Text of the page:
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Son titre troublant (Everything you need to know about the coming 2022 French Grand Prix) en dit long.
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La date de publication est 2022-07-21 12:48:27.
The 2022 Formula 1 World Championship season arrives in France for the 12th race of the campaign. Ferrari is coming off consecutive wins at Britain and Austria, but the team still didn’t maximise the potential on both weekends.
Hamilton’s 300th F1 Grand Prix
The race will be historical, as Sir Lewis Hamilton will compete in the 300th Grand Prix of his legendary career. The British driver will become the sixth driver to enter 300 Grands Prix when FP2 starts, as Dutchman Nyck De Vries will replace him during the weekend’s first practice session.
Max Verstappen and Red Bull still lead the World Drivers’ and World Constructors’ championships by solid margins (38 and 56 points, respectively). However, the team is trying to regain form after two races without a win, which hasn’t been common in 2022 (before Carlos Sainz’s win at Silverstone for Ferrari, Red Bull was on a six-race winning streak).
In France, the whole paddock might be expecting some changes, as the flexi-floor saga will reach the point in which the team that were exceeding the established 2mm tolerance for floor flexibility.
If it hinders the Top 2 teams, Red Bull and Ferrari, we could see some mixed scenarios at the front of the grid, but that still might be unlikely.
Verstappen (208 points) is leading the WDC ahead of Charles Leclerc (170), who won the most recent race at Austria. Sergio Pérez (151) remains third for Red Bull, although he didn’t score in the most recent event.
Carlos Sainz is fourth for Ferrari with 133 points but missed out on a likely second-place in Austria after the engine on his F1-75 exploded.
The Mercedes pair of George Russell (128 points) and Sir Lewis Hamilton (109) sits fifth and sixth in the WDC, but the German team has been competing a lot better in recent outings, with a more stable car that still needs lots of performance.
How does the midfield arrive at the 2022 French GP?
McLaren (Lando Norris and Daniel Ricciardo) is fourth in the World Constructors’ Championship with 81 points. The team is coming off a weekend where both cars failed to score points at Montreal. However, Alpine (Esteban Ocon and Fernando Alonso) has matched McLaren’s 81 points in the WCC and its car is increasingly looking like the fourth-best machine on the field.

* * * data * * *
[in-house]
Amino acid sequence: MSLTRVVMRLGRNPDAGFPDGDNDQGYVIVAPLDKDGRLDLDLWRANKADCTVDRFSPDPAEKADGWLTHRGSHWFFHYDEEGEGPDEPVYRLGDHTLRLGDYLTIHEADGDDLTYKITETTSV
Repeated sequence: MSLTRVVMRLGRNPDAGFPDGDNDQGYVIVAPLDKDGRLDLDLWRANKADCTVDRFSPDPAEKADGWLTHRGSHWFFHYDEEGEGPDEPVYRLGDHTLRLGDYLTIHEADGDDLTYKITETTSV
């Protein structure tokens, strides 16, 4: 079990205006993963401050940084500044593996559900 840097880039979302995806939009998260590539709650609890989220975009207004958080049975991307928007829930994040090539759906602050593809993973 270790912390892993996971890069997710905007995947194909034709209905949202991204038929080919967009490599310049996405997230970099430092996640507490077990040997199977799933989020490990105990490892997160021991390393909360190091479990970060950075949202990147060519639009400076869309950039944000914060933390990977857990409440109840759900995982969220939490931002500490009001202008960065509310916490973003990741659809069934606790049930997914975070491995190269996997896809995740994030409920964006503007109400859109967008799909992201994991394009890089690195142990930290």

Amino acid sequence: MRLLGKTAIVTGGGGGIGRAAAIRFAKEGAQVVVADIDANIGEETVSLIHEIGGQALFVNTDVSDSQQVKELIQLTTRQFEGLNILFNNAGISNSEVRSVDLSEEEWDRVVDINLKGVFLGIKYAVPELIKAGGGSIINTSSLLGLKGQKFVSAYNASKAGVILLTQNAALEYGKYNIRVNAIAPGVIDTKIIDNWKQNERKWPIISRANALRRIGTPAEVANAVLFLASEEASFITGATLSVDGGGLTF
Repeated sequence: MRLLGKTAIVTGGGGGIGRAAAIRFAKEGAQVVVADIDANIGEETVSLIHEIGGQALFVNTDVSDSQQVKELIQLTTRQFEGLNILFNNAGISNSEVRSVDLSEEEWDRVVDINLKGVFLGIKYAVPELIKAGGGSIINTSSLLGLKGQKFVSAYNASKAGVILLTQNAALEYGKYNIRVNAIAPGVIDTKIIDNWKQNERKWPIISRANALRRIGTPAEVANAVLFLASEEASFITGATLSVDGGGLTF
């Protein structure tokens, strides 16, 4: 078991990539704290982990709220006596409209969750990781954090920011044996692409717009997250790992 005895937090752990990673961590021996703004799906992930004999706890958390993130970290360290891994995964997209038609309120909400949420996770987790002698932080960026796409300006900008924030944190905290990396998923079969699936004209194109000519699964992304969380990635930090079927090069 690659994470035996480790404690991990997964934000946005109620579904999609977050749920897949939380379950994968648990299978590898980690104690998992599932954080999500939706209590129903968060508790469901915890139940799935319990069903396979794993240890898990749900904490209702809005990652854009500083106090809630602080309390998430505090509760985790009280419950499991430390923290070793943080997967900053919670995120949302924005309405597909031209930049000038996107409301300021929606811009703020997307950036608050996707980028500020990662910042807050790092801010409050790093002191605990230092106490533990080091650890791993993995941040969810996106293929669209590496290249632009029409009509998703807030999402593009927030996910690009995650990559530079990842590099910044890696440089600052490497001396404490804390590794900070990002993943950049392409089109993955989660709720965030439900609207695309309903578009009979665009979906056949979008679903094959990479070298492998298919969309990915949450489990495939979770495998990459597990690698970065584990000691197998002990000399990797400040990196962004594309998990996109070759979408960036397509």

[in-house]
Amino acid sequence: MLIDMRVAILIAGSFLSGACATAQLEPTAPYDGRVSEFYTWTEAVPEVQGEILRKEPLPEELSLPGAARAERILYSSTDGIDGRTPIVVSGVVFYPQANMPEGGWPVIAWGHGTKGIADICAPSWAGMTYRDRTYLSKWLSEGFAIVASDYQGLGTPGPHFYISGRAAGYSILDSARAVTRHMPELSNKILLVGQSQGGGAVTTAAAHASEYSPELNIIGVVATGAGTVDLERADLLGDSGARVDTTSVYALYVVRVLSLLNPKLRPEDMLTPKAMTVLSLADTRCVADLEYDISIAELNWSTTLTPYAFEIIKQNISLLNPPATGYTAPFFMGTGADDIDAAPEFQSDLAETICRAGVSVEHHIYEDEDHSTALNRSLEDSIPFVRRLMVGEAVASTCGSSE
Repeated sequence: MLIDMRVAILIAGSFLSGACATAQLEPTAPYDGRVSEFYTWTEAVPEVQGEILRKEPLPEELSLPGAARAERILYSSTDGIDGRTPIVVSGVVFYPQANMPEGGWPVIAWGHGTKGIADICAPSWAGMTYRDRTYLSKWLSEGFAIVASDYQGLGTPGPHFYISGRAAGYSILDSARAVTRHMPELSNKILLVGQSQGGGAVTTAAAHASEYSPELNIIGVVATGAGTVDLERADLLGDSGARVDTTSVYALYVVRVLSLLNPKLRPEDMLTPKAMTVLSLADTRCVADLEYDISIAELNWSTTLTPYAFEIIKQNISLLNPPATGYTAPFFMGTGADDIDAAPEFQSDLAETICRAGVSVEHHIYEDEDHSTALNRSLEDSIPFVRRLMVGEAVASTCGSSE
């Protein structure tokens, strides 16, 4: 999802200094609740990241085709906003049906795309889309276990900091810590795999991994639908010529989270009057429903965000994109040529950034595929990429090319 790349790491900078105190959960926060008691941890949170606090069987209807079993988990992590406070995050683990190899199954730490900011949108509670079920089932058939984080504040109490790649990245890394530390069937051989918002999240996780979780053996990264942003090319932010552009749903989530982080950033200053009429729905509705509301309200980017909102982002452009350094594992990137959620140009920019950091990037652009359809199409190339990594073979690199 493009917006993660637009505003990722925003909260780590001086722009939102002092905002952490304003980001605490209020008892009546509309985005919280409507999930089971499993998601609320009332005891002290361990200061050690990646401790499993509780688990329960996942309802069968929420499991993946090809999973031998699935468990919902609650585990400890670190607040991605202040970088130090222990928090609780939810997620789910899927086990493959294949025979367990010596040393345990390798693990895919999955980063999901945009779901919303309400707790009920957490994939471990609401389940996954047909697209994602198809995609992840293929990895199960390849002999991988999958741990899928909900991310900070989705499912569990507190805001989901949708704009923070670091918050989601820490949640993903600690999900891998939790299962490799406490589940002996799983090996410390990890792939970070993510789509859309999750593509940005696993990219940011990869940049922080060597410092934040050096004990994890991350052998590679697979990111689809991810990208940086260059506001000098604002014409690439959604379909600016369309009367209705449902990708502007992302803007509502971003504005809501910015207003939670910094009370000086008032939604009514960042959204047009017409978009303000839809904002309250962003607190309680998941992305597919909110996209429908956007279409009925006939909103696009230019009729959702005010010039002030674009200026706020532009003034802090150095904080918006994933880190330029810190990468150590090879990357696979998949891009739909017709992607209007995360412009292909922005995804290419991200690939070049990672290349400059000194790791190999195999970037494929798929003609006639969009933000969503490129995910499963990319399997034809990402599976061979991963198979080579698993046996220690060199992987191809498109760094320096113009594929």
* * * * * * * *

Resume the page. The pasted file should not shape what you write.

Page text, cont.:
Alfa Romeo (Valtteri Bottas y Guanyu Zhou) hasn’t scored points in the last two races, but remains sixth in the WCC with 51 points.
Haas (Kevin Magnussen and Mick Schumacher) is coming off two fantastic weekends at Britain and Austria, scoring twice with both cars and even scoring on Austria’s Sprint event on Saturday. The American team is now seventh in the WCC with 34 points.
AlphaTauri (Pierre Gasly and Yuki Tsunoda) has not scored points in the last three races and is eighth in the WCC with 27 points.
Aston Martin (16 points with Sebastian Vettel and Lance Stroll) and Williams (3 points – Alex Albon and Nicholas Latifi) round out the World Constructors’ Championship positions.
2022 French GP Facts & Figures
The French Grand Prix has been held 89 times since 1906 and there have been 61 editions of the event that were part of the Formula 1 World Championship, starting in 1950 and the most recent being celebrated in 2021.
Seven circuits (Reims, Rouen-les-Essarts, Le Mans, Clermont-Ferrand, Paul Ricard, Dijon-Prenois, and Magny-Cours) have hosted the French Grand Prix in Formula 1.
Magny-Cours hosted the French Grand Prix 18 times, with Paul Ricard set to equal that mark on Sunday, with its 18th GP.
The French Grand Prix was part of the World Championship since its first campaign in 1950 and went consecutively until 2008. In that span, the only race that wasn’t held was the 1955 edition due to the Le Mans disaster, in which more than 80 spectators died and French driver Pierre Levegh also lost his life.
Financial issues saw the event out of the 2009 calendar after 18 consecutive races at Magny-Cours.
It returned to Formula 1 in 2018, with Paul Ricard hosting the last three events (the 2020 edition was canceled due to the Covid-19 pandemic).
Among drivers, Michael Schumacher is the most successful at France, winning the event eight times in his career (twice with Benetton and six with Ferrari). The German also sealed his fifth World Championship in France in 2002, matching the Formula 1 all-time record at the time (held by Juan Manuel Fangio since 1957).
Alain Prost ranks second on the list behind Schumacher, as the Frenchman won six times in his home Grand Prix, including his first-ever win in 1981 with Renault. He won twice with Renault, twice with McLaren and once with Ferrari and Williams each.
Juan Manuel Fangio and Nigel Mansell won four times in France as well, and Jack Brabham and Jackie Stewart won three times each.